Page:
New PC indexing tools such as Google Desktop Search pose security risks to businesses that use SSL remote access because the tools copy material accessed during SSL sessions and make it available to unauthorized people who later use the same PC.
Caches created by PC search tools get around security many SSL vendors have put in place to purge cached data from remote machines as secure sessions shut down. These so-called cache-cleaning agents wipe out temporary files created during SSL sessions, but they don´t wipe out the copies made by the search tools.
“You could end up caching and indexing files you don´t want cached and indexed on machines outside your control,” says Dan Harman, remote access administrator for real estate developer Lewis Group in Upland, Calif., which uses SSL remote-access gear made by Whale Communications.
One touted benefit of SSL remote-access technology is that any machine with a Web browser can be used to access a corporate network securely. The downside is that the PCs might not be owned by the corporation, so any number of unauthorized users could have access to them. “This tends to negate user authentication,” says Rick Fleming, CTO of Digital Defense, a vulnerability assessment company.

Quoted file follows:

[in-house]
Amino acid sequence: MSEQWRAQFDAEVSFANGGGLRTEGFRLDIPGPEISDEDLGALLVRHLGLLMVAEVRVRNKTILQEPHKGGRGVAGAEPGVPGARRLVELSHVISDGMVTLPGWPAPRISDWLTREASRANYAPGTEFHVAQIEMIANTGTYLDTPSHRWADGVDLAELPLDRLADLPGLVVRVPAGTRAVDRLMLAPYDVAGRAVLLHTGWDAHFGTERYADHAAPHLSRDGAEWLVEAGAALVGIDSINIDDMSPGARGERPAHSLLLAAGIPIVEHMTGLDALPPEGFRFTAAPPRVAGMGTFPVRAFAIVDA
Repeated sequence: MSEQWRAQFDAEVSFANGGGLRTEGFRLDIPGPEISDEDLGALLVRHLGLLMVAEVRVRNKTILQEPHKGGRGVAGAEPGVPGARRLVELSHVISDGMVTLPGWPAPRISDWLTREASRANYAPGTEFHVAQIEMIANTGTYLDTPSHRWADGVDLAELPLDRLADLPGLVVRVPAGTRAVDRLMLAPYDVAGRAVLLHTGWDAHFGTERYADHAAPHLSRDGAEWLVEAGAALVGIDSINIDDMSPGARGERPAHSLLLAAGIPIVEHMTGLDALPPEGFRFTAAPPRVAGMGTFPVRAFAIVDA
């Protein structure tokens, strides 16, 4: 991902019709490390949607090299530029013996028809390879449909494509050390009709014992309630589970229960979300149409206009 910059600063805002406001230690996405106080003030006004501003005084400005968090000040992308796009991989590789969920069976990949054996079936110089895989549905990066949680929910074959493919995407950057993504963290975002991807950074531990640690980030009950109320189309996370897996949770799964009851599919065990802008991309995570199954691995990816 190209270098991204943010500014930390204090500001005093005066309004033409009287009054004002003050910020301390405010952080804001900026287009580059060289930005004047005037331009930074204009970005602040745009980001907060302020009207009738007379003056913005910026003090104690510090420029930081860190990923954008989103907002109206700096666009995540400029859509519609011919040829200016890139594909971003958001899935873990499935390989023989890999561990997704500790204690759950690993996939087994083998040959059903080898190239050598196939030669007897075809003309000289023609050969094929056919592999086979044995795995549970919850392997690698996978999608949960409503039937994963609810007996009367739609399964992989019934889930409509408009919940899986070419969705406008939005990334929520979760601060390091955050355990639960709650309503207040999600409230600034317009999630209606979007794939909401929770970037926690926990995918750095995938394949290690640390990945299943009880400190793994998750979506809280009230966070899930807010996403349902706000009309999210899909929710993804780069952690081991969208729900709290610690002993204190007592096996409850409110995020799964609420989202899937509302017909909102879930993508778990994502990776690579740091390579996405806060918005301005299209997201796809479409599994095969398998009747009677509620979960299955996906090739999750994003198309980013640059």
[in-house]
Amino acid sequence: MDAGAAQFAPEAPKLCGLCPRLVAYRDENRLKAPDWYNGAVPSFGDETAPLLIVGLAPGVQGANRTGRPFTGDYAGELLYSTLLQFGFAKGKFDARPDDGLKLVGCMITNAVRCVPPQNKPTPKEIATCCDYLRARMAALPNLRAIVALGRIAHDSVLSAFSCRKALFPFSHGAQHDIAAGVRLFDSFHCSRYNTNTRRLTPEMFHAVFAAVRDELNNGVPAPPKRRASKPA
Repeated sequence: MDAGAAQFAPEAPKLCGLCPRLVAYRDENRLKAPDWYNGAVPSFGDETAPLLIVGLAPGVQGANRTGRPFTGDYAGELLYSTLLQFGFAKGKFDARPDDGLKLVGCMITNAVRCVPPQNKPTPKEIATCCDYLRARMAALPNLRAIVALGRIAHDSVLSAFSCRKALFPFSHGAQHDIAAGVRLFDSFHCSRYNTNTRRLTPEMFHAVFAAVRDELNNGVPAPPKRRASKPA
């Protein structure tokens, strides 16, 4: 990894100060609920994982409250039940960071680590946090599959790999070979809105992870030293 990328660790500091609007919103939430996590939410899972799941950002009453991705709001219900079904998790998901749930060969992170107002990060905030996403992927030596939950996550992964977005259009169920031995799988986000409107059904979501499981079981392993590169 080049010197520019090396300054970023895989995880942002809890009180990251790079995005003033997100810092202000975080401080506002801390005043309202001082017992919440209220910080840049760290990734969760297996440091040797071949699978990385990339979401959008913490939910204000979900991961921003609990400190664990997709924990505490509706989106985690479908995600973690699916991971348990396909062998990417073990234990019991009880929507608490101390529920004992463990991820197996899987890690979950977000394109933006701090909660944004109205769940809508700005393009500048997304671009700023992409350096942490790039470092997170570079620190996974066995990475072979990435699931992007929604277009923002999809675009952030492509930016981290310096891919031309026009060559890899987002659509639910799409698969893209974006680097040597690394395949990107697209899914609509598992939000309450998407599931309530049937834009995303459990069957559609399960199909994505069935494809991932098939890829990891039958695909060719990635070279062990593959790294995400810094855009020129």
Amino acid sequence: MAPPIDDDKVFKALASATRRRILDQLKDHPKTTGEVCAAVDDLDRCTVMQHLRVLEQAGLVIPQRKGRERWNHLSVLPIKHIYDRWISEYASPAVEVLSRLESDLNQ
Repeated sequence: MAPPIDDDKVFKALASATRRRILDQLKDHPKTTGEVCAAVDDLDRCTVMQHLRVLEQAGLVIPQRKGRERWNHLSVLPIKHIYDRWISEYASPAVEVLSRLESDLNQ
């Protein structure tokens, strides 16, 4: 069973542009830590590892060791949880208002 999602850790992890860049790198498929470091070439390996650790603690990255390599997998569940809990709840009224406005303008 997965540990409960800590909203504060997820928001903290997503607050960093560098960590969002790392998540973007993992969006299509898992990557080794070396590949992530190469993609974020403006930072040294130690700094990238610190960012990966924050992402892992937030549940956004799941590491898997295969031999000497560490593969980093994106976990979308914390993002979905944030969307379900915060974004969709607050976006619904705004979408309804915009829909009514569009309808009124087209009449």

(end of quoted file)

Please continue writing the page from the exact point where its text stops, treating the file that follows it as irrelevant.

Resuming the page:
Besides Google´s product, such search engines are made by Blinkx, Copernic, ISYS Search Software and X1. Yahoo and Microsoft are said to be on the verge of having them, too.
SSL VPN vendor Aventail says its Secure Desktop, a virtual desktop for SSL sessions that is destroyed when the session closes, prevents files downloaded during the session from being viewed by Google Desktop Search.
To solve the problem for its customers, Whale has a software upgrade that detects whether Google Desktop Search is running on a remote PC. If so, access to the corporate network is denied or restricted. The company is developing similar upgrades to address nine other desktop search engines, says Whale CTO Noam Ben-Yochanan.
Google Desktop Search makes it easier to find data on PC hard drives and doesn´t address these security concerns, a Google spokesman says. Customers can manually turn off Desktop Search or put it on pause during SSL remote-access sessions to avoid having the sessions cached by the search engine, he says.
Ben-Yochanan says he installed Google Desktop Search on a PC, opened an e-mail attachment, altered the document, sent it as an attachment then deleted the file from the hard drive. Desktop Search retained a copy of the original attachment and the modified version.
Fleming says such tools pose similar threats to shared PCs on corporate LANs. So a person working the 4 p.m.-to-midnight shift could access all the data accessed by the person working the 8 a.m.-to-4 p.m. shift, including personal human resources data or Internet banking information, he says.
Similarly, if a network administrator uses a random desktop to reconfigure a firewall, a desktop search engine will record those settings and the password used to gain access, Fleming says.
It also makes it easier for attackers to search machines they have taken over, says Fred Felman, vice president of marketing for Zone Labs.